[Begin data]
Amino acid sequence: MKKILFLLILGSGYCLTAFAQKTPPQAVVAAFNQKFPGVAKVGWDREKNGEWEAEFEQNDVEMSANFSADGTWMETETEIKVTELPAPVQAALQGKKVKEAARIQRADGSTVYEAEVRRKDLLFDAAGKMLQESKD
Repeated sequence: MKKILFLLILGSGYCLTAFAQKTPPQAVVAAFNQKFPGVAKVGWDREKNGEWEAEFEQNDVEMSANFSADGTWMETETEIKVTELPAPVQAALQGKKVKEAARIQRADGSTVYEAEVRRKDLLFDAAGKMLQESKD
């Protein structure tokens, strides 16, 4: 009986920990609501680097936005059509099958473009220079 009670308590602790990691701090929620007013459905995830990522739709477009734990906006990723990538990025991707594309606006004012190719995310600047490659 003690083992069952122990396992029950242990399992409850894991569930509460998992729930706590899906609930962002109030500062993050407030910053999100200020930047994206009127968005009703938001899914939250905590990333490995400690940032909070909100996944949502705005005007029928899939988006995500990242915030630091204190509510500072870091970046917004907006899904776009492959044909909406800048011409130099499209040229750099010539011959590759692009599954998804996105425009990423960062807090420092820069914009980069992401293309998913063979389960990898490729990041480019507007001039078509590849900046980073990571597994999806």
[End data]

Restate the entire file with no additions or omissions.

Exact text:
Amino acid sequence: MKKILFLLILGSGYCLTAFAQKTPPQAVVAAFNQKFPGVAKVGWDREKNGEWEAEFEQNDVEMSANFSADGTWMETETEIKVTELPAPVQAALQGKKVKEAARIQRADGSTVYEAEVRRKDLLFDAAGKMLQESKD
Repeated sequence: MKKILFLLILGSGYCLTAFAQKTPPQAVVAAFNQKFPGVAKVGWDREKNGEWEAEFEQNDVEMSANFSADGTWMETETEIKVTELPAPVQAALQGKKVKEAARIQRADGSTVYEAEVRRKDLLFDAAGKMLQESKD
């Protein structure tokens, strides 16, 4: 009986920990609501680097936005059509099958473009220079 009670308590602790990691701090929620007013459905995830990522739709477009734990906006990723990538990025991707594309606006004012190719995310600047490659 003690083992069952122990396992029950242990399992409850894991569930509460998992729930706590899906609930962002109030500062993050407030910053999100200020930047994206009127968005009703938001899914939250905590990333490995400690940032909070909100996944949502705005005007029928899939988006995500990242915030630091204190509510500072870091970046917004907006899904776009492959044909909406800048011409130099499209040229750099010539011959590759692009599954998804996105425009990423960062807090420092820069914009980069992401293309998913063979389960990898490729990041480019507007001039078509590849900046980073990571597994999806």